The GMO Debate Heats Up In Hawaii

hawaii_gmo_debateWe recently wrote that the U.S. Department of Agriculture (USDA) approved a label for meat and liquid eggs that will allow for information indicating the products do not contain genetically engineered products. Now GMOs are the focus o a debate in Hawaii.

Hearings began this week in Hawaii over crop biotechnology and two measures to end the practice there, according to Forbes. The hotly contentious debate involves whether or how to regulate GMOs on Hawaii Island and Kauai. Bill 79 was brought forward by Kohala Councilwoman Margaret Wille this May, banning GMOs with a proposal to exempt the GMO Rainbow papaya crop, which scientists had rescued from the ringspot virus.

The controversy has led to Wille withdrawing the bill and presenting a similar measure, which farmers oppose saying that the measure will demonize all GMO crops, regardless of how Rainbow Papaya is handled. South Kona/Ka‘u Councilwoman Brenda Ford has proposed cutting and burning all papaya fields, a proposal that has been backed by anti-GMO activists in Hawaii, according to Forbes. There are also questions and controversy concerning how the anti-GMO movement is being funded, Forbes noted.

Meanwhile, on the mainland, the USDA-approved non-GMO labeling represents the first time that the Agriculture Department has approved such a claim, according to the New York Times. The label would attest that the meat was certified by the Non-GMO Project and came from animals that never ate feed containing genetically engineered foods, such as corn, soy, and alfalfa.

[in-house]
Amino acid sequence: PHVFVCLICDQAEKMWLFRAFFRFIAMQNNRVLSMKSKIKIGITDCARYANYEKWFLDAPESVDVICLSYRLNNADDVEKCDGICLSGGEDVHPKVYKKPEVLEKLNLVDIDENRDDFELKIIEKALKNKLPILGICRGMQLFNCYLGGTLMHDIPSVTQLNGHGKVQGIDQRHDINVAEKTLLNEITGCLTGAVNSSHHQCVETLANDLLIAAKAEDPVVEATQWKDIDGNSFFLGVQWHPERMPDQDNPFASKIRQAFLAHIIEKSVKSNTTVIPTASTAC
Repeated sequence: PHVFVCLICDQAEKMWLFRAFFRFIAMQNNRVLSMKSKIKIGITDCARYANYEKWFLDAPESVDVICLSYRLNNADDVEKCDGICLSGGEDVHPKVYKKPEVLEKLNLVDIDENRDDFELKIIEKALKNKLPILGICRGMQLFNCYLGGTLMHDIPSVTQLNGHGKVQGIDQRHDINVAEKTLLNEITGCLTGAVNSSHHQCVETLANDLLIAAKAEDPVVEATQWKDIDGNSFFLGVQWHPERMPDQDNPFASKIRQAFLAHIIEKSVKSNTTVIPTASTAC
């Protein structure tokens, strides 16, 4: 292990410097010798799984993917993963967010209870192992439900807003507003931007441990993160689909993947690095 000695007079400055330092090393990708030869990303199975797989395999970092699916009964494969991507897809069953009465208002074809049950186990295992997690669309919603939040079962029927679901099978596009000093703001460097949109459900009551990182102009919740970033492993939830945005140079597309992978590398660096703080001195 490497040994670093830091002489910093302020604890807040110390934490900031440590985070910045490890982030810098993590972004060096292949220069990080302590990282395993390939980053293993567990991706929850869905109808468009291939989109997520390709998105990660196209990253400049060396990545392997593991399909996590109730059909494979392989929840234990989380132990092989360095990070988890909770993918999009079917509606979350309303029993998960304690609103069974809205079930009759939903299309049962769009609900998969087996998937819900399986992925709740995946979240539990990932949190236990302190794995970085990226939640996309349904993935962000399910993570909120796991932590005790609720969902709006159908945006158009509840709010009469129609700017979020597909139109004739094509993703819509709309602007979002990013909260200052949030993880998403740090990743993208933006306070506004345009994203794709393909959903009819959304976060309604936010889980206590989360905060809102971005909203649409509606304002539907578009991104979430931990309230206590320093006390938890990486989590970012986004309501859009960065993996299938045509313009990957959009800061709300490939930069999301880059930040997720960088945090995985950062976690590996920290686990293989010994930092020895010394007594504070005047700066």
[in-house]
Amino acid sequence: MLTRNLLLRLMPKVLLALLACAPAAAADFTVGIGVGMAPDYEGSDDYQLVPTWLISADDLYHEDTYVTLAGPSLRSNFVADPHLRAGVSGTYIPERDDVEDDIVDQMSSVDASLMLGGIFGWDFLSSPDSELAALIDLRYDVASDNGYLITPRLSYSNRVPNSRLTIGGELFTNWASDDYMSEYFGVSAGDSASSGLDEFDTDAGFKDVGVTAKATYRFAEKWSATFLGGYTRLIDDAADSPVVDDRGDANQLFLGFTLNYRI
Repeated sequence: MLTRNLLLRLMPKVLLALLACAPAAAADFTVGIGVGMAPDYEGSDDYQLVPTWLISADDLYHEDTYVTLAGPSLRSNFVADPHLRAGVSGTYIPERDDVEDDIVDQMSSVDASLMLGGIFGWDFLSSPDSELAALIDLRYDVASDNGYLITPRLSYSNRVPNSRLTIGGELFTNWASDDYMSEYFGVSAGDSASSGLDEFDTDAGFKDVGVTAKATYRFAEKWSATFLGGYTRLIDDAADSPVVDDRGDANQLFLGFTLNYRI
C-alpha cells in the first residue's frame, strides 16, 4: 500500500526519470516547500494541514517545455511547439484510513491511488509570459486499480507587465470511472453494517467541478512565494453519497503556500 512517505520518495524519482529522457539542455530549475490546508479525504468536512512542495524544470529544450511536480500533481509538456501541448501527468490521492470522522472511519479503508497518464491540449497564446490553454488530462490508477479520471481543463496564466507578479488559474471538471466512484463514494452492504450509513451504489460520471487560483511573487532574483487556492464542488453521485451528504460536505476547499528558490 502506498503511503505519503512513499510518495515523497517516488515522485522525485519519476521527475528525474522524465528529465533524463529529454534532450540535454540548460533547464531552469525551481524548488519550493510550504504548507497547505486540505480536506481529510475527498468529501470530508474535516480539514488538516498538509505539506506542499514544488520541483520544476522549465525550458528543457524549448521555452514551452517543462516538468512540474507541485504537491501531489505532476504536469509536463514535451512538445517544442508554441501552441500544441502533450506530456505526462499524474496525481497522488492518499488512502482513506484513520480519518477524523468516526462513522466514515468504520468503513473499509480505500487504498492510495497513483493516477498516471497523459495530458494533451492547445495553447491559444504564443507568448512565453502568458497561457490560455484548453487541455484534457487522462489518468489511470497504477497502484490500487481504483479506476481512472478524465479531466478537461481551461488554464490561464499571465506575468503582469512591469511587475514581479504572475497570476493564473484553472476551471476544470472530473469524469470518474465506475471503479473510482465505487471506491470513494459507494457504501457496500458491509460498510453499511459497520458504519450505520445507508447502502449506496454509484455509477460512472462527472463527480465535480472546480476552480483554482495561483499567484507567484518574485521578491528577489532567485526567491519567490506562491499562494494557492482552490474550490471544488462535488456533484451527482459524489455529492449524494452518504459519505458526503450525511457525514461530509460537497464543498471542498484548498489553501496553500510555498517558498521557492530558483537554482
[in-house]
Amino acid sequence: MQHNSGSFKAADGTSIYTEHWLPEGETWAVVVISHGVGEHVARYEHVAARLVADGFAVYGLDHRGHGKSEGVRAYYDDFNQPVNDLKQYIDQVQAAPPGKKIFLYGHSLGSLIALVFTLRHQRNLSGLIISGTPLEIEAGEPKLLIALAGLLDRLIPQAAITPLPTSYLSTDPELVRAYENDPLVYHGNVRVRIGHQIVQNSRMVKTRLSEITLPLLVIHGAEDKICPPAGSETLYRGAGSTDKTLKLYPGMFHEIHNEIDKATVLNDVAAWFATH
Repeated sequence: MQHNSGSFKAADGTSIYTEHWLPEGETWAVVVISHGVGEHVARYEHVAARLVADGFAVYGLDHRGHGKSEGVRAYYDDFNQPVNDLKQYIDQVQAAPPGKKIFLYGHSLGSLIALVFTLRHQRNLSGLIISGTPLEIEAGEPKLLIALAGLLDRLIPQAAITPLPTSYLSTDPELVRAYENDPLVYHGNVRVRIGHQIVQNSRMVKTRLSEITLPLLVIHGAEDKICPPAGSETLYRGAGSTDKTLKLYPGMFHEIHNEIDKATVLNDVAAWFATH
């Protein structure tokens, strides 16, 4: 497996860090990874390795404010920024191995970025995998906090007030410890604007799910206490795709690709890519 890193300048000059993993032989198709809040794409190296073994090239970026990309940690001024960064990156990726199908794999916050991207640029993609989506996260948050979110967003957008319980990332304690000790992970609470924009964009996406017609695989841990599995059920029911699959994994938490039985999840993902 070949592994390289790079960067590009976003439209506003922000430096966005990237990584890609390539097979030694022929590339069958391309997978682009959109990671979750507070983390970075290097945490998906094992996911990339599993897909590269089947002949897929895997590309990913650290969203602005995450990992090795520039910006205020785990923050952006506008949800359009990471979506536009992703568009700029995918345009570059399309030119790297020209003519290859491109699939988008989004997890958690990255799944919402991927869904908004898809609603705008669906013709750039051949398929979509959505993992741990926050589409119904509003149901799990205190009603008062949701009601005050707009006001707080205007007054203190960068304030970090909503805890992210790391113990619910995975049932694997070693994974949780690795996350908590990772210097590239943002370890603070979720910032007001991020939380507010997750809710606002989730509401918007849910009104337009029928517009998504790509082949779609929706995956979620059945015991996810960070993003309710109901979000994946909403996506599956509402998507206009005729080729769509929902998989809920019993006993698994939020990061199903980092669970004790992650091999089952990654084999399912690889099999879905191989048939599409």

Increasingly, companies have been voluntarily labeling their products. In fact, the Times noted that the restaurant chain, Chipotle, now points out which of its items contain genetically engineered ingredients on its online menu. Yet, GMO indications have become a contentious issue in the food business. Some two-dozen states are still pending on a decision regarding labeling requirements and the biotech industry has been fighting against GMO labeling with intense lobbying.

Many consumers strongly object to consuming GMO foods and have long sought foods that are non-GMO, such as certified organic meats that are non-GMO fed and non-GMO crops.

The issue of genetically modified (GM) crops, and the animals fed those crops, is gaining traction. A new study revealed some potential health problems associated with GM crops and involved a study conducted with Australian scientists and United States researchers. A group of 168 newly weaned pigs were studied with half fed a diet of GM corn and soy grain; the other, conventional feed. The researchers found that pigs fed a diet of GM grain had significantly increased stomach inflammation when compared to the pigs who consumed conventional feed and GM-fed females pigs’ uteri measured at 25 percent heavier than non-GM fed pigs. That study appeared in this month’s issue of the peer-reviewed Journal of Organic Systems.

GM crops are used in the U.S., Latin America, and other countries and biotech seeds are altered genetically to grow into crops that have a high tolerance for herbicides and pests. Critics say that the DNA changes that create the so-called “transgenic plants,” created from DNA from other bacteria and species, also creates new proteins that can lead to the digestive issues seen in this study. These adverse health effects could potentially occur in humans who consume these crops, Reuters noted.

We also previously wrote that another study linked GM corn to cancer in rats. That study found that rats fed a diet of Monsanto’s GM corn, or who were exposed to Monsanto’s Roundup weed killer, suffered from tumors and multiple organ damage, according to a French study, wrote Reuters previously. The lead researcher for this study has a reputation for being an industry critic, which is expected to spark even more controversy over GM food crops.

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